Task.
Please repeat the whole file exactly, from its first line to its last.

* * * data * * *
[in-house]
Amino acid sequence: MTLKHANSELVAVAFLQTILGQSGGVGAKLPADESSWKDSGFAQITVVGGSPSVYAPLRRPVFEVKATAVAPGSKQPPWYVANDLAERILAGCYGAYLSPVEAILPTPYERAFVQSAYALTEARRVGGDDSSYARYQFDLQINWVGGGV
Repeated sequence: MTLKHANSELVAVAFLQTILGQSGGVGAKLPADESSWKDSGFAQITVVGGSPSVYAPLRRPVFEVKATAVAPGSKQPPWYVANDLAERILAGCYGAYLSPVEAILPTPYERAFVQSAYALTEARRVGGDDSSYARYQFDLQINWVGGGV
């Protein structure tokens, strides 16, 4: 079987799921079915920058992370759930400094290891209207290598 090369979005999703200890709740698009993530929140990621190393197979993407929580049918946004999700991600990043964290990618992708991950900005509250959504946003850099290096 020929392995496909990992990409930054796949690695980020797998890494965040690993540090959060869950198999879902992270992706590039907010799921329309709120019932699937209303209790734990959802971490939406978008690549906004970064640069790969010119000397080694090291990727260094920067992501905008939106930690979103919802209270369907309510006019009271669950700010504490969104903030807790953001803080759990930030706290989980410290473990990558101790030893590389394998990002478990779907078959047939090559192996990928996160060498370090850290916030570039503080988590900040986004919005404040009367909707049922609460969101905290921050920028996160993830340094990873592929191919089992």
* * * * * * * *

[in-house]
Amino acid sequence: MTLKHANSELVAVAFLQTILGQSGGVGAKLPADESSWKDSGFAQITVVGGSPSVYAPLRRPVFEVKATAVAPGSKQPPWYVANDLAERILAGCYGAYLSPVEAILPTPYERAFVQSAYALTEARRVGGDDSSYARYQFDLQINWVGGGV
Repeated sequence: MTLKHANSELVAVAFLQTILGQSGGVGAKLPADESSWKDSGFAQITVVGGSPSVYAPLRRPVFEVKATAVAPGSKQPPWYVANDLAERILAGCYGAYLSPVEAILPTPYERAFVQSAYALTEARRVGGDDSSYARYQFDLQINWVGGGV
């Protein structure tokens, strides 16, 4: 079987799921079915920058992370759930400094290891209207290598 090369979005999703200890709740698009993530929140990621190393197979993407929580049918946004999700991600990043964290990618992708991950900005509250959504946003850099290096 020929392995496909990992990409930054796949690695980020797998890494965040690993540090959060869950198999879902992270992706590039907010799921329309709120019932699937209303209790734990959802971490939406978008690549906004970064640069790969010119000397080694090291990727260094920067992501905008939106930690979103919802209270369907309510006019009271669950700010504490969104903030807790953001803080759990930030706290989980410290473990990558101790030893590389394998990002478990779907078959047939090559192996990928996160060498370090850290916030570039503080988590900040986004919005404040009367909707049922609460969101905290921050920028996160993830340094990873592929191919089992």